A Student-Centered Final

Like most of the instructors at VC this week, I have been frantically grading, prepping final exams for next week, and trying to tie up loose ends. At the same time, I’ve been looking ahead to the spring semester and trying to plan and prepare for that as well. It’s been a little crazy and chaotic, so I haven’t done much research and didn’t really prepare for this blog post this week. However, that doesn’t mean that I don’t have anything to share with you (thought you were getting off easy there, didn’t you?).

As I wrapped up one of my classes, I wanted to try something that we have discussed a great deal in SEAL Academy and in some of my other workshops – giving students choices or options for assignments. I’ve always wanted to try this in my classes, but I’ve never felt as though I really had any good alternatives for the assignments I provided. This semester, however, I wanted to do something different for my final exam. As I hadn’t built anything into the syllabus that would meet the requirements for the course, I had to experiment with the format of the final exam itself. I usually give a multiple-choice exam, and I wanted to keep that as an option. It was easy to prepare because I modified the exam from last year a bit. However, I know that some students don’t do well with multiple-choice exams. They overthink the choices, or they misread the questions. To provide other options, I found articles and case studies on topics that we discussed throughout the semester. I arranged these articles into two packets – one focused on case studies and the other focused on issues in the profession. I created 20 questions for each packet that the students will answer in short answer format, citing the articles and their textbook for support. The third option consisted of 5 short videos illustrating concepts discussed in class throughout the semester. The students would watch the videos and write 2 essays (each video had an essay question and the students would choose which 2 to answer) analyzing the videos for best practices and adding suggestions for what could have been improved.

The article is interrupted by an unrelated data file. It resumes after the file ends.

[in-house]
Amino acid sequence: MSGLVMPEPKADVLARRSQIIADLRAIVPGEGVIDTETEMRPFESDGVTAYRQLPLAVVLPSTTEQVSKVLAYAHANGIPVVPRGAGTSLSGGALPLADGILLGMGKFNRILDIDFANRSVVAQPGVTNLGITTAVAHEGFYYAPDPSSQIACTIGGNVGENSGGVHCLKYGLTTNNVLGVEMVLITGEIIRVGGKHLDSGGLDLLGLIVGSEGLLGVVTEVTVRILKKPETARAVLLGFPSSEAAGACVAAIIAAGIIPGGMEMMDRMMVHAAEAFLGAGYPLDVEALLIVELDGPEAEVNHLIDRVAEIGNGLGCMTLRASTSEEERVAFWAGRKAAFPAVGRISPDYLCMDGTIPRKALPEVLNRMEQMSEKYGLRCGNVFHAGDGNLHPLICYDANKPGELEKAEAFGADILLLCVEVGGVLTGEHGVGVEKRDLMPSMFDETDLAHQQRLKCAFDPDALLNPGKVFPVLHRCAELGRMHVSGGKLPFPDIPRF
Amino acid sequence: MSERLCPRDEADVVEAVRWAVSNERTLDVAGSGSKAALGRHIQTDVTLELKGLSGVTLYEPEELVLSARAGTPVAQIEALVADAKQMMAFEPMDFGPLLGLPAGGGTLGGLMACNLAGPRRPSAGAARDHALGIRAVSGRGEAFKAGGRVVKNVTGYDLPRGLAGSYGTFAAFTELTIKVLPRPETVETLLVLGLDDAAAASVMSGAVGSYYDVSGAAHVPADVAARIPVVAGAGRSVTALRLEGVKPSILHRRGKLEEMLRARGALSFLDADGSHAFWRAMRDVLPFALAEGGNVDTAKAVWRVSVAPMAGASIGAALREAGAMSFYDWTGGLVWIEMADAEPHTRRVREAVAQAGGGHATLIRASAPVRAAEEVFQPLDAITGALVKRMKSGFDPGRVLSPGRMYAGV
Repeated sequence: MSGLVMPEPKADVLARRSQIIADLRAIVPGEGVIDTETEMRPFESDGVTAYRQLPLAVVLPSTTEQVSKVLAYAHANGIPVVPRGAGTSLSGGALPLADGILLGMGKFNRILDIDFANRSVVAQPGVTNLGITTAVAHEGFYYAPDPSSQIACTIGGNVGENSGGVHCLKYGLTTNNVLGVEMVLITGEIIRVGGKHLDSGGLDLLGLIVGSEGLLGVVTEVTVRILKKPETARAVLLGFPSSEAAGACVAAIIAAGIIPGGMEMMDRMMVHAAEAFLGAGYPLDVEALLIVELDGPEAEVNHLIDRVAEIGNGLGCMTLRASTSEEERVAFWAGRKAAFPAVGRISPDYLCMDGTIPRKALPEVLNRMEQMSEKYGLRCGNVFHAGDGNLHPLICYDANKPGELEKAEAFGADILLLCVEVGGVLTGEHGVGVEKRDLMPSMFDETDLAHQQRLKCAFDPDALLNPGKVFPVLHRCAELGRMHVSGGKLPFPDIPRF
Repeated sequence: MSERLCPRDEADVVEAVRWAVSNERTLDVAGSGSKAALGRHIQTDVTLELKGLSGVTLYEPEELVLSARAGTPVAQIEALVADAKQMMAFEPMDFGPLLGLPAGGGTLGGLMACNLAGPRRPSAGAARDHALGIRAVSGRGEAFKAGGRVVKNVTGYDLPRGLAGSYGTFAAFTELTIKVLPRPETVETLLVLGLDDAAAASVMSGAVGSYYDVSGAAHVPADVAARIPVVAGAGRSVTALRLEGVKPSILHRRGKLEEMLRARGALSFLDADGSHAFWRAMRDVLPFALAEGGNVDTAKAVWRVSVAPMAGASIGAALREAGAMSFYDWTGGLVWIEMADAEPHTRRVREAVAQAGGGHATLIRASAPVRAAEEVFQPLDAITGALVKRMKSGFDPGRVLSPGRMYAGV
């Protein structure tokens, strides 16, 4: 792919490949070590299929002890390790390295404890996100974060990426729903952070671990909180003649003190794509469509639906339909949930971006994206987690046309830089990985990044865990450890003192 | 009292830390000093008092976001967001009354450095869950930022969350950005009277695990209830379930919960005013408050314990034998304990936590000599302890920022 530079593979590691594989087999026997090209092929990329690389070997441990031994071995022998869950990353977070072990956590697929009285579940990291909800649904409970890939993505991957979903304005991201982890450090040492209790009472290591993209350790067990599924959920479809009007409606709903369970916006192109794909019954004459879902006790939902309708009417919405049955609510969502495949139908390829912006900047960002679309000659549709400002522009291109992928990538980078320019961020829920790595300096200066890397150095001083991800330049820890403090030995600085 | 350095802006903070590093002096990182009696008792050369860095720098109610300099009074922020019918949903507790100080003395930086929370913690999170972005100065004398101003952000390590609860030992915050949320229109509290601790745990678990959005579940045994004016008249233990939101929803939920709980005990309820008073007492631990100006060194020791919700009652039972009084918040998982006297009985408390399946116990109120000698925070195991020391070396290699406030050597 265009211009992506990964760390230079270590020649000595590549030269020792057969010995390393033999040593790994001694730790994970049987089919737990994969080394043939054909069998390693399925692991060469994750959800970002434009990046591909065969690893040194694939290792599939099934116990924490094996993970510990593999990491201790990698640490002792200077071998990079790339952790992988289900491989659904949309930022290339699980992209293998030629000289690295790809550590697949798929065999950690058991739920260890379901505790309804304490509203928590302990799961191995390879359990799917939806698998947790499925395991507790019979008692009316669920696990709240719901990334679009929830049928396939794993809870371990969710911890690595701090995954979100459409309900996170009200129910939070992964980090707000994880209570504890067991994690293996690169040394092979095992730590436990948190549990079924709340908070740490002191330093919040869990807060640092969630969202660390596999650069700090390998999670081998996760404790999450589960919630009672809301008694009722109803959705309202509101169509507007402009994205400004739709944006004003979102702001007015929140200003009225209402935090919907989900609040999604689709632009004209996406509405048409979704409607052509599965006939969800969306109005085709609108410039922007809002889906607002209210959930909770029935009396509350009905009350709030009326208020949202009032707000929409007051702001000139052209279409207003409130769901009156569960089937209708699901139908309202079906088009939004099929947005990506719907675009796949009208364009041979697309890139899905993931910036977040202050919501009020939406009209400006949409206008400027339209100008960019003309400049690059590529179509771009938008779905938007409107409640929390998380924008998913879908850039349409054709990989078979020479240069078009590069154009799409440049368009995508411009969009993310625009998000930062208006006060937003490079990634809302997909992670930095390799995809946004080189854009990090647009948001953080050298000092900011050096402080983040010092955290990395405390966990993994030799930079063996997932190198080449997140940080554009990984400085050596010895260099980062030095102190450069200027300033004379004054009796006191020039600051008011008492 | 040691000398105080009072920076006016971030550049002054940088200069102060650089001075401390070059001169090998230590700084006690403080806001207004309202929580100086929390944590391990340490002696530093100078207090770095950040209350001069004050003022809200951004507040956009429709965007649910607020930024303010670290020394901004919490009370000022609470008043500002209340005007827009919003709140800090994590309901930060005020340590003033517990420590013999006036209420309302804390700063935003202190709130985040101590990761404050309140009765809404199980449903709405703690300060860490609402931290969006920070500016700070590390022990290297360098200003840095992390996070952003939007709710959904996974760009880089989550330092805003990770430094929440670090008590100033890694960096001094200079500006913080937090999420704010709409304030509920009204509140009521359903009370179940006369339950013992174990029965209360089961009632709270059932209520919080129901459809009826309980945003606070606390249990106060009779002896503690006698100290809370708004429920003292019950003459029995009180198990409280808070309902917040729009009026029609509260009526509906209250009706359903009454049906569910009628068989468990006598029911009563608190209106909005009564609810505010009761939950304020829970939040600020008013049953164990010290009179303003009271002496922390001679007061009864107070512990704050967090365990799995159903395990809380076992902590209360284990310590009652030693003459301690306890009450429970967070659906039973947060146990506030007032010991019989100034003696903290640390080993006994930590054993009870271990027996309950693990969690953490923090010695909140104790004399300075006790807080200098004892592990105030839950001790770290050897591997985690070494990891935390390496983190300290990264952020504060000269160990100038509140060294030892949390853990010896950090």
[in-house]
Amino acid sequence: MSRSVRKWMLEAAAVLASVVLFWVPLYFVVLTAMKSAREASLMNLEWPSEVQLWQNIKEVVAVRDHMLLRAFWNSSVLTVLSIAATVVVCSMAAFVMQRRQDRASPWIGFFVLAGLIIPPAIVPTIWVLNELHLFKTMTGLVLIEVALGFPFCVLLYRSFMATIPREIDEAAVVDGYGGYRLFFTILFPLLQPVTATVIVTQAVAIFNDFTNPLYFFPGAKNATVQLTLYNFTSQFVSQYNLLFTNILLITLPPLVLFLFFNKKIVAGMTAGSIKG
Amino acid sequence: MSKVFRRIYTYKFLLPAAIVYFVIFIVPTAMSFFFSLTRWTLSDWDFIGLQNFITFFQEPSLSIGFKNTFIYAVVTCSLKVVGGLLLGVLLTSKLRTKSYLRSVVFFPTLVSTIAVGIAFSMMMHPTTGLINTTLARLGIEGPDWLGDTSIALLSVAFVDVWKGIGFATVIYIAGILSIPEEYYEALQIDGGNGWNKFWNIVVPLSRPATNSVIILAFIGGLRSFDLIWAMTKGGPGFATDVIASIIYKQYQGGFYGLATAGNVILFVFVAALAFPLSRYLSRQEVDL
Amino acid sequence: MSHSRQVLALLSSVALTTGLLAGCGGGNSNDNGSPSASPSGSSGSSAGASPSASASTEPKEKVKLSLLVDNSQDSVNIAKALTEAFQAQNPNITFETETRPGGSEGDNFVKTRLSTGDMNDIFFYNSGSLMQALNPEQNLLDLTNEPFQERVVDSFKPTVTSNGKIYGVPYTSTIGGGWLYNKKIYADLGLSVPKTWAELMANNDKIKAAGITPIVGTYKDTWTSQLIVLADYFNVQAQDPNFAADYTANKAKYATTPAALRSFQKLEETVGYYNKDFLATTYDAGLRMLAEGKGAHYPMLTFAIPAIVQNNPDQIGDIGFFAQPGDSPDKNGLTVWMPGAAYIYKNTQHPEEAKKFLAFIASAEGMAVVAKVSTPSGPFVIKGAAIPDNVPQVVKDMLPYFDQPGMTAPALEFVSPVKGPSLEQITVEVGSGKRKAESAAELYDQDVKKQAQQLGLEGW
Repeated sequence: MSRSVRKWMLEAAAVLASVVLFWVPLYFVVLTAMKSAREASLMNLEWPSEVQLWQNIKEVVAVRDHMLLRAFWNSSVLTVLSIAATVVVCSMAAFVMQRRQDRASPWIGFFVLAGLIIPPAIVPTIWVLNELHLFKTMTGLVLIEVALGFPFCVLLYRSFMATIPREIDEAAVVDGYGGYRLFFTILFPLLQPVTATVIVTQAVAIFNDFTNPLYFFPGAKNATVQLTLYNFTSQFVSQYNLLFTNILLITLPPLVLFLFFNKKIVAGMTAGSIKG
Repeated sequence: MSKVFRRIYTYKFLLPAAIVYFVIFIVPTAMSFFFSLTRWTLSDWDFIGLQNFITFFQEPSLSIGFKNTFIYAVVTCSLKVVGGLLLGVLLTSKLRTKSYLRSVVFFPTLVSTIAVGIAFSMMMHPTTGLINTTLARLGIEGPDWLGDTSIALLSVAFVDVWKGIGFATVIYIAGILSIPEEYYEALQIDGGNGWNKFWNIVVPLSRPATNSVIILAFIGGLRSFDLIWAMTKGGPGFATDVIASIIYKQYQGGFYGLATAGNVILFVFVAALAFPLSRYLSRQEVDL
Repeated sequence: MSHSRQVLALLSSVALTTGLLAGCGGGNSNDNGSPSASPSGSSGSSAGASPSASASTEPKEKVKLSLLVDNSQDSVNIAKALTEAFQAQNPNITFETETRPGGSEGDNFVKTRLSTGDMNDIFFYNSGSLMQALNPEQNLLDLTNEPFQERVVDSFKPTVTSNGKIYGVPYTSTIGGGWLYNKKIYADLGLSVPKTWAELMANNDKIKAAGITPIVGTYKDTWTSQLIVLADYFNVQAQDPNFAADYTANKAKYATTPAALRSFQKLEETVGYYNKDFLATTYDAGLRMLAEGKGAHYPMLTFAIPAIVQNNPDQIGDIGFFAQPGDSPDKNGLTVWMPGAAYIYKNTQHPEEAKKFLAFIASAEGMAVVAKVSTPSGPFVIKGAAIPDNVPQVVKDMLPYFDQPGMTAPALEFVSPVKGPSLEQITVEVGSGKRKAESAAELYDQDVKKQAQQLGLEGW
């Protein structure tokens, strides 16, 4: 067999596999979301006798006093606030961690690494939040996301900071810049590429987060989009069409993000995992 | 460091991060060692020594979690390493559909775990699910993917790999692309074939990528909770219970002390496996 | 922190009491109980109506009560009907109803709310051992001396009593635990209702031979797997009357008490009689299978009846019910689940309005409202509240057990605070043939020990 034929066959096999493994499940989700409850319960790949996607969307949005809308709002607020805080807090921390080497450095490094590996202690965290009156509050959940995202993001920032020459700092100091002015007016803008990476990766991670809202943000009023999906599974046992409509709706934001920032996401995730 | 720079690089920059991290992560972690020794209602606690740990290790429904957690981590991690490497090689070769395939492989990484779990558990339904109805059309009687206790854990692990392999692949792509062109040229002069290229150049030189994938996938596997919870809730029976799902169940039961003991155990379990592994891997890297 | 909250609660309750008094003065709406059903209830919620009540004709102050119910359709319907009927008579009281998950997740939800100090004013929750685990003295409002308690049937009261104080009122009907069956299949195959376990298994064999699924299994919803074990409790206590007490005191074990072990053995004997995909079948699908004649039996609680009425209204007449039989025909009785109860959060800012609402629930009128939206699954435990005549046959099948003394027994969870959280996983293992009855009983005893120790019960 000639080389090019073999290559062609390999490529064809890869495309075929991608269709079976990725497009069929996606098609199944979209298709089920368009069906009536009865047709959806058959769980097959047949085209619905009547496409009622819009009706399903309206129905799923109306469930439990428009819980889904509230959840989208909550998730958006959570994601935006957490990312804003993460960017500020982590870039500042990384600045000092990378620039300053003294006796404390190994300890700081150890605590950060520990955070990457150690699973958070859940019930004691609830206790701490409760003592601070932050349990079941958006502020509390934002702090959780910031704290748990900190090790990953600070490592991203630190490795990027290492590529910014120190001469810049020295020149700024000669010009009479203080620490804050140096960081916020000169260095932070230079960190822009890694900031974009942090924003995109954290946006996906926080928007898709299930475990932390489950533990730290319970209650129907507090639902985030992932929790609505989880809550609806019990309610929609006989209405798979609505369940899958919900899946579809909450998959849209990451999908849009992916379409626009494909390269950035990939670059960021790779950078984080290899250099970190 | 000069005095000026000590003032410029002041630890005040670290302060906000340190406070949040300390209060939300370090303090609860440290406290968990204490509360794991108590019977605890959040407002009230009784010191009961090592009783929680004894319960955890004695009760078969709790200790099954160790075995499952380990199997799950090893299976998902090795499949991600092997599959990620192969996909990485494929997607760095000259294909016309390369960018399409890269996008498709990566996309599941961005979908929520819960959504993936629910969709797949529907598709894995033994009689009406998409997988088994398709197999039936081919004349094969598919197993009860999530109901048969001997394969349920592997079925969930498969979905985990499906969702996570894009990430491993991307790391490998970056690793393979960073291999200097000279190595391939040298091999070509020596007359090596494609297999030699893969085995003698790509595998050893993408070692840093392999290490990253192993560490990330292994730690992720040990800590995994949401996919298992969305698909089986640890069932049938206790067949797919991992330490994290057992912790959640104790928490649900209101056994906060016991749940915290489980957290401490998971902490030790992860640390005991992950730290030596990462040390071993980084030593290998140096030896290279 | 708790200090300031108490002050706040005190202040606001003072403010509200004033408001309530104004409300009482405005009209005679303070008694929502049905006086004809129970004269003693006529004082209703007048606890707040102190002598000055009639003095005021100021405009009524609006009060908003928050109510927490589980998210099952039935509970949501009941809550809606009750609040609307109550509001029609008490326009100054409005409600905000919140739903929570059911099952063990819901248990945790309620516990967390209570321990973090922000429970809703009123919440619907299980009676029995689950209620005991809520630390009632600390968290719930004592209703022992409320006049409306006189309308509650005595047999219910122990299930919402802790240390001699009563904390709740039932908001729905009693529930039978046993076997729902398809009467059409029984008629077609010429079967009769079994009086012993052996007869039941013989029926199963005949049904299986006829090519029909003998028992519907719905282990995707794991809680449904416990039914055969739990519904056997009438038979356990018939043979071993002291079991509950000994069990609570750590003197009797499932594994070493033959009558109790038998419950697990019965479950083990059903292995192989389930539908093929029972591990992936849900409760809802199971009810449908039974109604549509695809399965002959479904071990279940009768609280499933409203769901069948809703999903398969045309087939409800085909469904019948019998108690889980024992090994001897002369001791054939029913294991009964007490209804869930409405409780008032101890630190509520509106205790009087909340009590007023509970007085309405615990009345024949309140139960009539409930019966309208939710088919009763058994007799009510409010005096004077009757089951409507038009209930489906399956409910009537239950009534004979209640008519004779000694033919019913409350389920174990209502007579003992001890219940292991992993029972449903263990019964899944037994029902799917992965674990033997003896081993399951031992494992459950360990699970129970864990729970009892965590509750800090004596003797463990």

I worried that my students would panic when I presented these choices, but I shouldn’t have. They expressed great appreciation for the options that I provided. I distributed a Final Exam Decision Sheet on Tuesday that explained each option, and the students had to return it to me with their final decision by the end of class. This allowed me to prep the materials (the review sheet for the multiple choice questions, the packets of readings for the short answer questions and the links to the videos for the essay questions) so that I could distribute them on Thursday. Of the choices, about half of the class chose the multiple-choice exam and the other half chose the packets in a fairly even split between the case studies and the issues articles. No one chose the essays option, but I wasn’t that surprised by this.

I haven’t given the exams yet or graded them, but I’m counting this as a win for the moment. I’ll update you on the results next week.


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